Here the street is the background upon which single figures stand. (Or rather, lean). The streets become backdrop, grey slate with stripes and arrows, designs on the pavement. Doyle is more of a stalker than a flaneur.
Eamonn Doyle i, Review by Ellen Wallenstein for ASX, June 2014
Eamonn Doyle’s book i is a distinctive artist’s book, elegant and spare. The book is hardcover, taller than wide, stylish. The covers are a blue/greenish grey with Doyle’s name stamped in gold at the top and on the spine; the title in large font with the dot of the i leaning off the right side of the cover; a clever link to what we find inside.
There are five pages of endsheets, deep charcoal grey. The title appears on the 4th page, the colophon on the last, stamped in black ink. This limited edition of 750 copies is already sold out, according to Doyle’s website, which I perused for information regarding his whereabouts and accomplishments. Doyle is not only a photographer; he is a musician and producer, the founder of Dead Elvis Records, D1 recordings and the Dublin Electronic Arts Festival, which he directs. He’s been photographing and making music for a quarter century.
The work has had great play in Ireland. The book launch was at The Library Project in Dublin, documents of which show large images on the wall and angled shelves of books, all open to different pages. The images were also shown in situ as an outdoor installation on O’Connell Street in Dublin this past March. I would like to have seen them in person, to experience their scale. The promo video (with sound) is very good.
These are street photographs, not in the usual sense, where a photographer captures in wide angle the antics and meshed gestures of many. Here the street is the background upon which single figures stand. (Or rather, lean). The streets become backdrop, grey slate with stripes and arrows, designs on the pavement. Doyle is more of a stalker than a flaneur.
Mostly all of the people are seen from above and behind, as if Death is looking over their shoulder. They are portraits in absentia of familiar strangers.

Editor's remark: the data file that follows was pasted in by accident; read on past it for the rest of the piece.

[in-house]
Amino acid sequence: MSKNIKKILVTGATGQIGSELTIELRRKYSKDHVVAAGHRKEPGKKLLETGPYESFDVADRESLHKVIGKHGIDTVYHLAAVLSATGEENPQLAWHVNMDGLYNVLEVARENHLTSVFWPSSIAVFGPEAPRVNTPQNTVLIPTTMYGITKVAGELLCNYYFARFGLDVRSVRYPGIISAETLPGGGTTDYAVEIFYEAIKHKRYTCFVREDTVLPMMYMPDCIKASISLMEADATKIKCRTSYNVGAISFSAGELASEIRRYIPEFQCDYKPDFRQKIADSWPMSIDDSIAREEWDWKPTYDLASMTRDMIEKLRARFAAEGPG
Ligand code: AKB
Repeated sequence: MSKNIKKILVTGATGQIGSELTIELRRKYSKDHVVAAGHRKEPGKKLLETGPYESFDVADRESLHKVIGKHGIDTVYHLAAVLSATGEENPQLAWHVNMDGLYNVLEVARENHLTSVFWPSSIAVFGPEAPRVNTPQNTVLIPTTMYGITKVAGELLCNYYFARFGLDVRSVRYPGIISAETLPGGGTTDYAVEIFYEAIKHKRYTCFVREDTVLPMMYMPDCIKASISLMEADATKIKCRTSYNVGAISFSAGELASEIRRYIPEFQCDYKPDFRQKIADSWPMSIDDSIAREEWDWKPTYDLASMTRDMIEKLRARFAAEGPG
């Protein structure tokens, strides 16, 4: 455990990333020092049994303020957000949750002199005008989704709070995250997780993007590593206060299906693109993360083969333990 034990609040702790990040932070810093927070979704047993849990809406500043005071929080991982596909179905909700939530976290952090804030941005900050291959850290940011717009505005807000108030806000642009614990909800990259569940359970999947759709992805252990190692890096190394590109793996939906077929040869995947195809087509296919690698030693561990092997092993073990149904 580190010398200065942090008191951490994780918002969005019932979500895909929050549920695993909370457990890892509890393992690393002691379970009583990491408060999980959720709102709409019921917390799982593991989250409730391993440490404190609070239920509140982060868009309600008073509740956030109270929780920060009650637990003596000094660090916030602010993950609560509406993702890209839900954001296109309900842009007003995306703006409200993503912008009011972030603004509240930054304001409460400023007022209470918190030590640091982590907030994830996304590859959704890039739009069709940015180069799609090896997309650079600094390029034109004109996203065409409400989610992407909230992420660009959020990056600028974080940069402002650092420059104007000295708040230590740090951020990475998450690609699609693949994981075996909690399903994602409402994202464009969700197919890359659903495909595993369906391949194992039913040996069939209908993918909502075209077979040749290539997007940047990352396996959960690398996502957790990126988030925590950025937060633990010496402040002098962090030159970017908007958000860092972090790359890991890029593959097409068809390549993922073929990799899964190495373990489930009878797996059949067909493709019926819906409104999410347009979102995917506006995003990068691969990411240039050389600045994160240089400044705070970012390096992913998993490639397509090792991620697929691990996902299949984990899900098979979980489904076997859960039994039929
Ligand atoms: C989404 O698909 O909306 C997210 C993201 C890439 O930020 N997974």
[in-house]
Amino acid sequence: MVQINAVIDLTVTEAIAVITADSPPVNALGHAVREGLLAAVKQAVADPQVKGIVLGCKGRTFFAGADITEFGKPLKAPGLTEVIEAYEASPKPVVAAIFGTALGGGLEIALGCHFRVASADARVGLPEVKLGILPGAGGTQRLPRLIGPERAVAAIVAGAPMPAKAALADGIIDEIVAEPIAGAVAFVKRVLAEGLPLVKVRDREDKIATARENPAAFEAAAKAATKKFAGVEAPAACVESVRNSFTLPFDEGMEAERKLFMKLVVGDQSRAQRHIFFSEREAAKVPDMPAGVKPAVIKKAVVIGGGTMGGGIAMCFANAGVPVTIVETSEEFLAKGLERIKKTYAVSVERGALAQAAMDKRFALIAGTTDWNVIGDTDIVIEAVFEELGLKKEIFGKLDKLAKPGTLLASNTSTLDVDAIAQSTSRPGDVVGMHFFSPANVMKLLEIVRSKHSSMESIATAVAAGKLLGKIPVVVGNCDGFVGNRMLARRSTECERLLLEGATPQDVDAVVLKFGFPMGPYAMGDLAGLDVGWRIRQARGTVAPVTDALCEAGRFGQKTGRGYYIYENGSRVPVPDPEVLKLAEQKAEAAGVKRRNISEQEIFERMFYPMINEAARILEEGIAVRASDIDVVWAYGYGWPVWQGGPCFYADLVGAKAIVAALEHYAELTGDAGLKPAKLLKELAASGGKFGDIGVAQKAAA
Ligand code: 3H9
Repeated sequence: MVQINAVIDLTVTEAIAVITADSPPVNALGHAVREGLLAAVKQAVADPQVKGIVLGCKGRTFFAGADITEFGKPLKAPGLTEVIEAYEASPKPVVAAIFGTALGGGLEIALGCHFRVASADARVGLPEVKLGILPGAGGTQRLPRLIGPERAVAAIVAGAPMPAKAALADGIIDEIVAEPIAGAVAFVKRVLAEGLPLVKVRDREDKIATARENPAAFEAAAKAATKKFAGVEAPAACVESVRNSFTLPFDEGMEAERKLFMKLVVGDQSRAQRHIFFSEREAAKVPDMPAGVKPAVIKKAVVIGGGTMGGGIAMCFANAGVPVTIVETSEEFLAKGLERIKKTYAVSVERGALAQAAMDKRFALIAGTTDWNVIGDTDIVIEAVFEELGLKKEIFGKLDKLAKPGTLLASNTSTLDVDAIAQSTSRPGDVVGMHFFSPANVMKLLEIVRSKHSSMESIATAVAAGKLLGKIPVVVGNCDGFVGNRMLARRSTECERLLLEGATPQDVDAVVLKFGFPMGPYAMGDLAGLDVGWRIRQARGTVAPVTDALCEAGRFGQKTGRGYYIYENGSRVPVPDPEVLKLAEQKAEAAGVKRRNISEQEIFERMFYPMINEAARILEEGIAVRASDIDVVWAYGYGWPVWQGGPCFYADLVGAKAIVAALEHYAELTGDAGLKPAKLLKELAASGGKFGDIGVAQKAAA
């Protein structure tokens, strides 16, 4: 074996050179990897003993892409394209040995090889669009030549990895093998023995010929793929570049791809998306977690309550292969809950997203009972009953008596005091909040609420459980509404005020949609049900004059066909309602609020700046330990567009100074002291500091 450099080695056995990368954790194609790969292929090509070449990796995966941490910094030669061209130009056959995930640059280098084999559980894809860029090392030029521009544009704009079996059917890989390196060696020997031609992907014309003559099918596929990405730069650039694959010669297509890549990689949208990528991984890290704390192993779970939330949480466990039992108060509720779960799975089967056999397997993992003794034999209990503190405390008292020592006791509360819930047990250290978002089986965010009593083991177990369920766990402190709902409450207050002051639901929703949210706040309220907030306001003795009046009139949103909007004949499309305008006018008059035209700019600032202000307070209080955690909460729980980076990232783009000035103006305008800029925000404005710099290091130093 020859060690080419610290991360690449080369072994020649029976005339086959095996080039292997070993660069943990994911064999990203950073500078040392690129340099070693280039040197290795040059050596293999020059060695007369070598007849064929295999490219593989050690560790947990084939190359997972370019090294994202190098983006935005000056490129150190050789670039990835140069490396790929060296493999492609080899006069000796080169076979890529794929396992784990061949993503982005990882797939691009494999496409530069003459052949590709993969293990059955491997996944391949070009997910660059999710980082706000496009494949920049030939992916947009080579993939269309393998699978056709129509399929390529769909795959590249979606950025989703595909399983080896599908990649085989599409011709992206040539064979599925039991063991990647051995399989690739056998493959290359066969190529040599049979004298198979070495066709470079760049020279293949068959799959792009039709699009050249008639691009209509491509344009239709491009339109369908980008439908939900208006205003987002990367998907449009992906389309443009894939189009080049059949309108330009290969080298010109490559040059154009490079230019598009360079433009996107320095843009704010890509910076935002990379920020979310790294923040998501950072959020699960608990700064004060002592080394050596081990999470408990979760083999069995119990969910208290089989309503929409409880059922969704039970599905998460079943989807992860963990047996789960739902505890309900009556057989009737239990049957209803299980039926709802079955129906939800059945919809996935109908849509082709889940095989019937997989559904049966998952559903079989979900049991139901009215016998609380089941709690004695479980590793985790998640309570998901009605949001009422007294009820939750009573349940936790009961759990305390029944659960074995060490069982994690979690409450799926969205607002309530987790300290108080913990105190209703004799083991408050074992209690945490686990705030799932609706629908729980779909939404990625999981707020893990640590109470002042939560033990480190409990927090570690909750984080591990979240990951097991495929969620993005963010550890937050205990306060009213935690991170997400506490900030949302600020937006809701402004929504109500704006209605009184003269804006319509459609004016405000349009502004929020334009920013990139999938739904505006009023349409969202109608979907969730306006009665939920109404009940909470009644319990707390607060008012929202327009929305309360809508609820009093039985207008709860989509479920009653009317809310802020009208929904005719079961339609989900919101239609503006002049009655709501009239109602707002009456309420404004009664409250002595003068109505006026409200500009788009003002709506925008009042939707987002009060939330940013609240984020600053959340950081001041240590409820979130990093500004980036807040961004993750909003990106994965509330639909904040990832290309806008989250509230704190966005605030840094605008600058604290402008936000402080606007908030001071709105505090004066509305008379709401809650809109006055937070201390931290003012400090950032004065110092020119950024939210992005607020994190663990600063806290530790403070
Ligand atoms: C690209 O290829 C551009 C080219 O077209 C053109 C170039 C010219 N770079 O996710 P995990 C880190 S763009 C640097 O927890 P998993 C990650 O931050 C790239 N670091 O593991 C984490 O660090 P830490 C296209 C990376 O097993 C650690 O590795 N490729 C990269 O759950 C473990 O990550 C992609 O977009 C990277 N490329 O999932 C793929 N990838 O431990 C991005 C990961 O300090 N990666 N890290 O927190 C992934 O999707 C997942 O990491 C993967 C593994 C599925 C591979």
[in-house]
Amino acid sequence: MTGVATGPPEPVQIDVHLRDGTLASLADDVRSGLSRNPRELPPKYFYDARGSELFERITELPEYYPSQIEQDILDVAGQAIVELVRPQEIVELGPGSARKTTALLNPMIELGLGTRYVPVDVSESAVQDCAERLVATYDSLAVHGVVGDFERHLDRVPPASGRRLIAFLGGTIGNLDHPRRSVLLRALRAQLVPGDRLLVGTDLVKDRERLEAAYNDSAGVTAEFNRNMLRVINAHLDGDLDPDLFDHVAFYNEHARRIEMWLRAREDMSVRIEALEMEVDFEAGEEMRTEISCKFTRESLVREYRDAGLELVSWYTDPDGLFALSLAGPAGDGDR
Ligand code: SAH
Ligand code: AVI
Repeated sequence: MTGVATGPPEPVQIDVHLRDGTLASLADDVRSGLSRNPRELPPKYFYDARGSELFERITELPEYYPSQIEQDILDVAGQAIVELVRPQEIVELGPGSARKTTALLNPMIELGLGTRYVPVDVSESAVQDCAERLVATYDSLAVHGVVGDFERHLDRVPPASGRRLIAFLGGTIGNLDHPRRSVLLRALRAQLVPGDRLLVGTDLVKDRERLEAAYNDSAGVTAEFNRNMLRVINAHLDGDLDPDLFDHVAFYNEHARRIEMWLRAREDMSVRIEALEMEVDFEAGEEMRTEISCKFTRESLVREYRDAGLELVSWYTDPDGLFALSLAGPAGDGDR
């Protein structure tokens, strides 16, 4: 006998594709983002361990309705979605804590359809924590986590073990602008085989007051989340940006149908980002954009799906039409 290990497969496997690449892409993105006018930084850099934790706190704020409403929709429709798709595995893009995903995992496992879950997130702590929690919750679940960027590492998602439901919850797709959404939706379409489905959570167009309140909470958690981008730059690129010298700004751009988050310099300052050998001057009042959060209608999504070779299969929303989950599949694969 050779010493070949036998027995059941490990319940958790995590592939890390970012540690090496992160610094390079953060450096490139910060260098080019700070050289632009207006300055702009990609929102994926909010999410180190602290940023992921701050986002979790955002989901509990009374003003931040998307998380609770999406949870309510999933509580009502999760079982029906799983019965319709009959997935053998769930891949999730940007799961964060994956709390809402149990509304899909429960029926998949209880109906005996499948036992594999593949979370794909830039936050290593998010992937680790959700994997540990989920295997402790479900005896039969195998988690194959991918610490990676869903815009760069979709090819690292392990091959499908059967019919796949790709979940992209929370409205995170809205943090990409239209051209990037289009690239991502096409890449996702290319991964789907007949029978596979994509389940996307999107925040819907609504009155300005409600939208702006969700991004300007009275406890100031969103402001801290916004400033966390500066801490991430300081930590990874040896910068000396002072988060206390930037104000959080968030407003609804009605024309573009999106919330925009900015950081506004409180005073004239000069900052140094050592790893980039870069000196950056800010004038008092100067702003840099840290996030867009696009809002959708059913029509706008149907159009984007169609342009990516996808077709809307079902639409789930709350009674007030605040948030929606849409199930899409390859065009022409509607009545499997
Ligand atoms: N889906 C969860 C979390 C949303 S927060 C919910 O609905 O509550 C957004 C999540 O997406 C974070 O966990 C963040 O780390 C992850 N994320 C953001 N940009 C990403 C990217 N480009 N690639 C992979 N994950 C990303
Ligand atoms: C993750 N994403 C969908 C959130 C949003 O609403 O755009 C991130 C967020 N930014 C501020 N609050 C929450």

The book is interesting- if a bit narrow- the images all taken in one place. Photographs of old people, elders: white haired and scarfed or balding and covered. Mostly all of the people are seen from above and behind, as if Death is looking over their shoulder. They are portraits in absentia of familiar strangers.
Beautiful paper, beautiful prints which leave only a thin frame of white, with lots of empty white pages between images. The elderly women are walking, seemingly hurrying, some carrying or pulling bundles that seem to drag them even further down than their postures. Some wear knitted caps, others colorful scarves; a nun wears a maroon wimple. The men, dressed in grey, blue, or brown, hatted or not are either walking or sitting.
The photographs are printed one to a double-page spread, either recto or verso, with the opposite page left stark white. The exceptions are two diptychs, one of two different men on similar benches facing opposite directions, seen from the front and the back; and another pair, the same bent-over old man in a grey overcoat, going from and coming towards us.
That the people are all slanted forward must refer to the title- the “i” is italicized- leaning right- a small i not capitalized: non-egocentric perhaps and certainly lonely, as these people seem to be. They appear to be going somewhere, on a daily errand, walking the street or just sitting, on modern metal benches, resting or expecting something; possibly a bus.
The deviation in this otherwise equally-paginated book are two sets of pure white pages- one of which opens into a fold-out of a man on a bench smoking a cigarette and reading a book. This man resembles Samuel Beckett. Like most of the rest of the people here, he is seen from the back and above. Waiting for Godot, perhaps.
Published by D1
Dublin, Ireland 2014
Ellen Wallenstein is a photographer, writer and Professor of Art. She teaches at Pratt Institute and the School of Visual Arts, in NYC.
(All rights reserved. Text @ Ellen Wallenstein, Images © Eamonn Doyle & D1.)